Alprazolam is a tranquilizer. It belongs to a group of drugs called benzodiazepines. In the United States alprazolam is sold under brand name Xanax.
The United States Food and Drug Administration has approved alprazolam to treat anxiety, panic disorder , and anxiety associated with depression. Occasionally alprazolam is used to treat alcohol withdrawal, but it is not FDA-approved for this use, and is not normally the first drug tried in treating alcohol withdrawal symptoms.
Alprazolam is classified as a benzodiazepine. Benzodiazepines are sedative-hypnotic drugs that help to relieve nervousness, tension, and other anxiety symptoms by slowing the central nervous system. To do this, they block the effects of a specific chemical involved in the transmission of nerve impulses in the brain , decreasing the excitement level of the nerve cells.
All benzodiazepines cause sedation, including drowsiness and reduced mental alertness. However, one benefit of alprazolam is that it causes somewhat less drowsiness than many other benzodiazepine drugs.
Alprazolam comes in 0.25-mg, 0.5-mg, 1-mg and 2-mg tablets, and 1-mg/ml solution.
The recommended initial adult dose for anxiety is 0.25–0.5 milligrams (mg) taken three times daily. This dosage may be increased every three to four days to a maximum total of 4 mg daily. Dosage for alcohol withdrawal usually totals from 2–2.5 mg daily given in several small doses throughout the day.
The starting dose for treating panic disorder is 0.5 mg three times daily. This dosage may be increased every three to four days until the total daily dosage ranges from 2–10 mg. The total amount should be divided in at least three even daily doses. Average doses for anxiety associated with depression range from 2.5–3 mg daily divided into even doses.
Alprazolam should not be used by patients who are pregnant, have narrow angle glaucoma, take ketoconazole or itraconazole, or those who are allergic to this or any other benzodiazepine drug. The dose of alprazolam must be carefully regulated and individualized in the elderly (over age 60), people with liver or kidney disease, and those taking other medications used to treat mental disorders.
Because alprazolam is a nervous system and respiratory depressant, it should not be taken with other similar depressants, such as alcohol, other sedatives, sleeping pills, or tranquilizers. People taking this drug should not drive, operate dangerous machinery, or engage in hazardous activities that require mental alertness at least until they see how the drug affects them.
Alprazolam should be used under close physician supervision in patients with history of substance abuse. Like other benzodiazepines, alprazolam can be habit-forming. Risk and severity of dependence appears greater in patients taking doses larger than 4 mg daily. However, smaller doses may cause dependence if alprazolam is taken longer than 12 weeks.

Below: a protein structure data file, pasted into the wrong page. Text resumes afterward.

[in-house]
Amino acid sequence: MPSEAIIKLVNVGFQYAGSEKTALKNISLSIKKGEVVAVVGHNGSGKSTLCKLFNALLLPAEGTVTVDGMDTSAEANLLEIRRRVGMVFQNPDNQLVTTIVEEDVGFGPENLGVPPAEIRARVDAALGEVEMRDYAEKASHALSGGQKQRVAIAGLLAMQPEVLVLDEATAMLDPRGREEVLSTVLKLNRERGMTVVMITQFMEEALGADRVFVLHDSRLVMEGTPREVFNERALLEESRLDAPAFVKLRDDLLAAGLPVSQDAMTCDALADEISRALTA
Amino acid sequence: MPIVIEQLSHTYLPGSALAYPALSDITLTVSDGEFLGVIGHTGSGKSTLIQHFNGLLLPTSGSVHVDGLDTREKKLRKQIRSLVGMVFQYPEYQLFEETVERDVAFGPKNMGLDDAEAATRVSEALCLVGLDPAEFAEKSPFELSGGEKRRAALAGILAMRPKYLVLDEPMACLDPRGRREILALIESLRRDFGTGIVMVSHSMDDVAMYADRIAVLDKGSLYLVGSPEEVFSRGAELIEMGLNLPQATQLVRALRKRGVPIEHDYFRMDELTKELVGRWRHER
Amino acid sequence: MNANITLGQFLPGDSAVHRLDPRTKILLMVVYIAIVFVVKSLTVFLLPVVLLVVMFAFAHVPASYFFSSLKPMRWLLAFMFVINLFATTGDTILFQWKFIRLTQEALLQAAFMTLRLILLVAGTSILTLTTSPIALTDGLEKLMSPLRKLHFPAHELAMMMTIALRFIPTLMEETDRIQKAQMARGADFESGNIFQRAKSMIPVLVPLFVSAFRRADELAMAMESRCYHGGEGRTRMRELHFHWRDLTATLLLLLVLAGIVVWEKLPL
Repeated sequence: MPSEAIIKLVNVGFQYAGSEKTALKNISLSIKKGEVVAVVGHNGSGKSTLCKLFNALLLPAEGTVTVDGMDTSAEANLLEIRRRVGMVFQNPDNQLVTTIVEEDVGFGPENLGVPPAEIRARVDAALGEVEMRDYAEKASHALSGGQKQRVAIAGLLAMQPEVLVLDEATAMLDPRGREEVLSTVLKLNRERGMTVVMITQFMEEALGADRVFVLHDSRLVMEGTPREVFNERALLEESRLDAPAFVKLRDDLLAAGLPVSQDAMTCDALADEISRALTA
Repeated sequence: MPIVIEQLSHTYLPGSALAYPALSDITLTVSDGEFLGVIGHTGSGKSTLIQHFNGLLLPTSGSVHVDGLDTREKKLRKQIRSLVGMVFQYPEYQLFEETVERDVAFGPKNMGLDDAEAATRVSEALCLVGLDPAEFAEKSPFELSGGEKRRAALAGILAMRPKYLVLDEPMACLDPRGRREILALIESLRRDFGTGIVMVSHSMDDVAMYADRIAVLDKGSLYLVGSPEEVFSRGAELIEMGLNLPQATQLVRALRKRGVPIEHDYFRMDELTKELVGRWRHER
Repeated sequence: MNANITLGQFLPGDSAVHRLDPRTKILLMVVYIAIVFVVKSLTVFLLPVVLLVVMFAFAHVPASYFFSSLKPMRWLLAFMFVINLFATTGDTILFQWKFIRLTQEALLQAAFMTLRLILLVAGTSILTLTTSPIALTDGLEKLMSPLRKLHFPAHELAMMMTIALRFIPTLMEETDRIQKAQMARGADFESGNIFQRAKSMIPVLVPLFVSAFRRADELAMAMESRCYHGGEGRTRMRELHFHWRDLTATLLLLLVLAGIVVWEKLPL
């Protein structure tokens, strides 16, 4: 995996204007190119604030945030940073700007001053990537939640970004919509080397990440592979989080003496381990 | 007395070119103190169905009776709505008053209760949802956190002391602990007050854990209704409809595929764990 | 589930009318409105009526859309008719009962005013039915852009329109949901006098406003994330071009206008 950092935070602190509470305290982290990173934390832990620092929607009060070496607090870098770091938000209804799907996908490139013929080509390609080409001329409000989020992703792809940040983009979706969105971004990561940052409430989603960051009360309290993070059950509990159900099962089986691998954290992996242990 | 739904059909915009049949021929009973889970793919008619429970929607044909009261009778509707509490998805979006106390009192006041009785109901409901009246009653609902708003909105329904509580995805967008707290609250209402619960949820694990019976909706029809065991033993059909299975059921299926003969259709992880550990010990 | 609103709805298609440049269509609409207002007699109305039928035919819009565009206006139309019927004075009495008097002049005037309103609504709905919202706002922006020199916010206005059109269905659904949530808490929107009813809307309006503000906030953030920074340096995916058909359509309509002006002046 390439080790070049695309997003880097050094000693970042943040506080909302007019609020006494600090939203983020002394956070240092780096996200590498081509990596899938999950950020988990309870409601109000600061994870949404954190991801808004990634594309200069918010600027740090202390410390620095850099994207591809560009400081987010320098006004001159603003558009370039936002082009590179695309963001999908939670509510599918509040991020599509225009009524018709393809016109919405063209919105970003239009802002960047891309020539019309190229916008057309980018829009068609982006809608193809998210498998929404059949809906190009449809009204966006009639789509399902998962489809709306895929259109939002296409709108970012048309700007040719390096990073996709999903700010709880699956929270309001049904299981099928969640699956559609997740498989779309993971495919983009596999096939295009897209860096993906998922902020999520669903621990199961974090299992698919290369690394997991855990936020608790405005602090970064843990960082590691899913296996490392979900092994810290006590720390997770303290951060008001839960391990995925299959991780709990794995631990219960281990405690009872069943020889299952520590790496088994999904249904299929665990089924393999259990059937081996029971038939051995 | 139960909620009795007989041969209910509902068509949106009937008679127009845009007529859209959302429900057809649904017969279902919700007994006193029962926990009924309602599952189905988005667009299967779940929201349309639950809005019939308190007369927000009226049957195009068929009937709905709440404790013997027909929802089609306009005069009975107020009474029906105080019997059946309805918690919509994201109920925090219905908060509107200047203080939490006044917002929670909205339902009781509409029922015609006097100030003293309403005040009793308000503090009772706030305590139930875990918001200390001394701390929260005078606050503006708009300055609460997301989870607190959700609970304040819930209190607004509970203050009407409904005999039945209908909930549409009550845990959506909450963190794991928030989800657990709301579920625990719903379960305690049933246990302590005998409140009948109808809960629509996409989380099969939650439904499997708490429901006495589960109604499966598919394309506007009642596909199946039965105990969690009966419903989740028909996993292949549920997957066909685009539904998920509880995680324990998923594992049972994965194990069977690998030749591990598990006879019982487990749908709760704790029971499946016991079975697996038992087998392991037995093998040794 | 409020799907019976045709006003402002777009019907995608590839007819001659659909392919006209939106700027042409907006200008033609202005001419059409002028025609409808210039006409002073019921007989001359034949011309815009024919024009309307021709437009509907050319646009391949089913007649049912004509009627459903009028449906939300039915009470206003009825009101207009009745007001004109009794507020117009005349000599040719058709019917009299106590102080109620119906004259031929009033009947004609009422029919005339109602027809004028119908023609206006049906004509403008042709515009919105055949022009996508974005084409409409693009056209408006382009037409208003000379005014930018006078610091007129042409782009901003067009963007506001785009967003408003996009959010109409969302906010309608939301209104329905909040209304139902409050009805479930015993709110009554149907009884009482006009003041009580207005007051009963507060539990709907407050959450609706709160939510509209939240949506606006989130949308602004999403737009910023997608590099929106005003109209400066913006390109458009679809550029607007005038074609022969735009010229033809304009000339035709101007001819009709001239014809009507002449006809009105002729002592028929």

Suddenly discontinuing alprazolam after several weeks may cause uncomfortable symptoms of withdrawal. Withdrawal symptoms in people who have taken alprazolam three months or longer may include seizures , anxiety, nervousness, and headache. Patients should discuss with their doctor how to gradually discontinue alprazolam use to avoid such symptoms.
The most common side effects of alprazolam include sedation, dizziness, drowsiness, insomnia , and nervousness. The intensity of these side effects usually declines gradually and subsides in about eight weeks. A drop in blood pressure and an increase in heart rate may also occur in people who are taking alprazolam.
Decreased sex drive, menstrual disorders, and both weight gain and weight loss has been associated with alprazolam use. People who experience the side effects of stomach upset, nausea, vomiting, and dry mouth should eat frequent, small meals and/or chew sugarless gum. Alprazolam has been associated with both diarrhea and constipation, as well as tremor, muscle cramps, vision disturbances, and rash.
Alprazolam interacts with a long list of other medications. Anyone starting this drug should review the other medications they are taking with their physician and pharmacist for possible interactions. The most severe interactions occur with antifungal medications, such as ketoconazole, itraconazole, and fluconazole. These are associated with alprazolam toxicity (excessive sedation, fatigue , slurred speech, slowed reactions and other types of psychomotor impairment).
Estrogens (female hormones), erythromycin (an antibiotic), fluoxetine (Prozac, Sarafem), cimetidine (Tagamet), isoniazid, and disulfiram (Antabuse) can increase the effects of alprazolam. Carbamazepine can make alprazolam less effective. When alprazolam is combined with other sedative drugs (tranquilizers, sleeping pills) or alcohol, its depressants effects are more intense. These combinations should be avoided.
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Ajna Hamidovic, Pharm.D.
"Alprazolam." Gale Encyclopedia of Mental Disorders. . Encyclopedia.com. (August 17, 2017). http://www.encyclopedia.com/psychology/encyclopedias-almanacs-transcripts-and-maps/alprazolam
"Alprazolam." Gale Encyclopedia of Mental Disorders. . Retrieved August 17, 2017 from Encyclopedia.com: http://www.encyclopedia.com/psychology/encyclopedias-almanacs-transcripts-and-maps/alprazolam
"alprazolam." A Dictionary of Nursing. . Encyclopedia.com. (August 17, 2017). http://www.encyclopedia.com/caregiving/dictionaries-thesauruses-pictures-and-press-releases/alprazolam
"alprazolam." A Dictionary of Nursing. . Retrieved August 17, 2017 from Encyclopedia.com: http://www.encyclopedia.com/caregiving/dictionaries-thesauruses-pictures-and-press-releases/alprazolam